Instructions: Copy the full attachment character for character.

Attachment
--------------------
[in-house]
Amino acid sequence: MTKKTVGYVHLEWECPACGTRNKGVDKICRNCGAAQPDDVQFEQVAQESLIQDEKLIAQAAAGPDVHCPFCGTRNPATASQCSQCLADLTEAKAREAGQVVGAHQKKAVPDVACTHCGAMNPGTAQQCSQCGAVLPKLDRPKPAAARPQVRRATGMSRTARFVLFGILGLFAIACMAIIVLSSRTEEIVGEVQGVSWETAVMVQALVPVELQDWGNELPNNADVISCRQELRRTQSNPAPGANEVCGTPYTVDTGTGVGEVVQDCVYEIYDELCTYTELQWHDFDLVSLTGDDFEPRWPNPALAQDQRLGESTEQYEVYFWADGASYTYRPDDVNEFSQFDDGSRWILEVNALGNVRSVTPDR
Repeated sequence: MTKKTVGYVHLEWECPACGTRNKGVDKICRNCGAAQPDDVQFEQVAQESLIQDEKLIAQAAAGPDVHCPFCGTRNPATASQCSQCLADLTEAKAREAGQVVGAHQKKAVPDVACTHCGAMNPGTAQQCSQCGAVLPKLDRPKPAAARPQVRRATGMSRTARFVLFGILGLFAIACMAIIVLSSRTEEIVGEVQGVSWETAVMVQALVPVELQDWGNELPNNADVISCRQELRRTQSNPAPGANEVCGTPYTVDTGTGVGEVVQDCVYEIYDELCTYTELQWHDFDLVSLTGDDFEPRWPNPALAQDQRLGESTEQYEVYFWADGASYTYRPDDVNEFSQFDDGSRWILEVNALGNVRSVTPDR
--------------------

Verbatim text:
[in-house]
Amino acid sequence: MTKKTVGYVHLEWECPACGTRNKGVDKICRNCGAAQPDDVQFEQVAQESLIQDEKLIAQAAAGPDVHCPFCGTRNPATASQCSQCLADLTEAKAREAGQVVGAHQKKAVPDVACTHCGAMNPGTAQQCSQCGAVLPKLDRPKPAAARPQVRRATGMSRTARFVLFGILGLFAIACMAIIVLSSRTEEIVGEVQGVSWETAVMVQALVPVELQDWGNELPNNADVISCRQELRRTQSNPAPGANEVCGTPYTVDTGTGVGEVVQDCVYEIYDELCTYTELQWHDFDLVSLTGDDFEPRWPNPALAQDQRLGESTEQYEVYFWADGASYTYRPDDVNEFSQFDDGSRWILEVNALGNVRSVTPDR
Repeated sequence: MTKKTVGYVHLEWECPACGTRNKGVDKICRNCGAAQPDDVQFEQVAQESLIQDEKLIAQAAAGPDVHCPFCGTRNPATASQCSQCLADLTEAKAREAGQVVGAHQKKAVPDVACTHCGAMNPGTAQQCSQCGAVLPKLDRPKPAAARPQVRRATGMSRTARFVLFGILGLFAIACMAIIVLSSRTEEIVGEVQGVSWETAVMVQALVPVELQDWGNELPNNADVISCRQELRRTQSNPAPGANEVCGTPYTVDTGTGVGEVVQDCVYEIYDELCTYTELQWHDFDLVSLTGDDFEPRWPNPALAQDQRLGESTEQYEVYFWADGASYTYRPDDVNEFSQFDDGSRWILEVNALGNVRSVTPDR